The Huhne – Oakeshott two-step

Over the weekend we saw two stories, two prominent Liberal Democrats, two public staking out of positions on issues that are the subject of much debate within the coalition in Whitehall:

David Cameron was warned yesterday by a senior Lib Dem not to delay the introduction of legislation banning non-doms from making donations to political parties in Britain. In a sign of strains within the coalition, Treasury spokesman Lord Oakeshott said there was “absolutely no reason” to delay the legislation. (The Guardian)

and

Chris Huhne, the Liberal Democrat energy secretary, reiterated his party’s strong opposition to retaining a policy that he had previously condemned as “Kafkaesque”. The words potentially put Mr Huhne and his Lib Dem colleagues on a collision course with Theresa May, Home Secretary, and Whitehall security officials, who are close to concluding a review expected to recommend retaining the power to impose control orders on national security grounds. (Financial Times)

It would be tempting, but wrong, to read too much significance into the fact that two such close political allies chose similar times to speak out in opposition to what some Conservatives want the government to do. However, that they both did speak out is an external sign of the internal thinking that is going on over moving somewhat away from the ‘always love in public all the coalition does’ approach taken until now.

(Another observation on the control orders question – as with student tuition fees, it does illustrate the problem of setting up a review when the real issue is not one of details but of beliefs. Reviews to sort out the details when the overall course has been determined often work very well, but reviews where there is fundamental disagreement over direction in policy just put off the inevitable disagreement.)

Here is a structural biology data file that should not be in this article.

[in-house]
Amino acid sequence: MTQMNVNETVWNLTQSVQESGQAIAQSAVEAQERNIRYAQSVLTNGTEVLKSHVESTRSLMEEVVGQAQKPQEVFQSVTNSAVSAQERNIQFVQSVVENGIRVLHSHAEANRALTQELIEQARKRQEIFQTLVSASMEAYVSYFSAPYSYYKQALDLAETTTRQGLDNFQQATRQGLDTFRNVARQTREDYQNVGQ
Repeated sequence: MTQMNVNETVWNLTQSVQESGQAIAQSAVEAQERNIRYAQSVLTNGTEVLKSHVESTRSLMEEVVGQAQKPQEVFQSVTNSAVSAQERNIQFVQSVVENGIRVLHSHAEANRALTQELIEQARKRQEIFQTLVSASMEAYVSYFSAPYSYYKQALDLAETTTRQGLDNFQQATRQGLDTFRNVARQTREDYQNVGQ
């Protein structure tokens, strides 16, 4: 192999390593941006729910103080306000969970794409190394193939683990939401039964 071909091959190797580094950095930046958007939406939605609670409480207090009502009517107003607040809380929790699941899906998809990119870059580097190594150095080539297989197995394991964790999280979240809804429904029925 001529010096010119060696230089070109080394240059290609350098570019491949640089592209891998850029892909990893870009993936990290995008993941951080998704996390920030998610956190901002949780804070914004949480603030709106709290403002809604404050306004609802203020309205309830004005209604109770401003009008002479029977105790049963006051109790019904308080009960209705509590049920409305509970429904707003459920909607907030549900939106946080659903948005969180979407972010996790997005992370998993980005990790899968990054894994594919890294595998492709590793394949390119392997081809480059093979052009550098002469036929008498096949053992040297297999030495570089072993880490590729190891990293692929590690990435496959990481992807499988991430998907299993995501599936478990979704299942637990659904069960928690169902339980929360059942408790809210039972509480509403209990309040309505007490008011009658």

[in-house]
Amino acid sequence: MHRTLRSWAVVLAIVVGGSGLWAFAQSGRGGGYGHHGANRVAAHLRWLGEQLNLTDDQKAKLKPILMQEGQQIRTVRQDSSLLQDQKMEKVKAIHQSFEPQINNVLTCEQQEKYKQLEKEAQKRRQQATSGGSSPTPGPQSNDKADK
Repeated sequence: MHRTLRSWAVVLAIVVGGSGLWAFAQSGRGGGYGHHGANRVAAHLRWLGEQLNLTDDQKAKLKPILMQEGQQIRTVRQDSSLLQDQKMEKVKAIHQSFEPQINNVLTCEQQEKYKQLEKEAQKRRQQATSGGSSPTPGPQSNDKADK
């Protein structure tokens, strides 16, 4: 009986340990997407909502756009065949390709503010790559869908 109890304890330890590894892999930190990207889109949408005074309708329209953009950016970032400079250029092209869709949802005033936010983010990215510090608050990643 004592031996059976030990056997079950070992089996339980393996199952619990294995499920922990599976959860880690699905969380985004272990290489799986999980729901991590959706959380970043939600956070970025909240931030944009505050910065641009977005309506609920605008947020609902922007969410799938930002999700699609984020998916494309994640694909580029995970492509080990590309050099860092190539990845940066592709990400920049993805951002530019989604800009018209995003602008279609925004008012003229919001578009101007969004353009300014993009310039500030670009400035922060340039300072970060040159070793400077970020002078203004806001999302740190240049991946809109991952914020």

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3 Comments

  • Hi Mark.

    Channel 4 is tonight reporting that Control Orders will be kept.

    The interesting thing will be to see how long Chris Huhne will keep the ‘Kafka-esque” rhetoric.

  • I’d like to just comment on the control orders issue. I think it’s vital that the Lib Dems stand strong on this and force the removal of them. I have no connection to the party, although I vote Lib Dem and I’m a devout liberal, but I really hope that those who are active in the Lib Dems put huge amounts of pressure on the leadership to make sure we get rid of control orders, as I personally look to the Lib Dems as being the only party that truely understands why civil liberties are important. For me it’s not just they are nice things for people to have, but they are the guarentor of a free society and when we abuse them, even in a small section of society, it makes the likes of Nick Griffin seem that bit more reasonable. Control orders don’t seem that efficient and I can’t believe that there are not ways of stopping potentially dangerous people from facilitating terror that don’t include breaching fundamental principles of justice, so we are weakening the strength of our free society, without gaining much inreturn, which is pretty mad.

  • tonygreaves 2nd Nov '10 - 12:59pm

    It’s important that people start saying loud and clear that “it’s coalition politics, it’s different, and the rules are different. Debate in public is a strength not a weakness (or a “strain”).

    Tony Greaves

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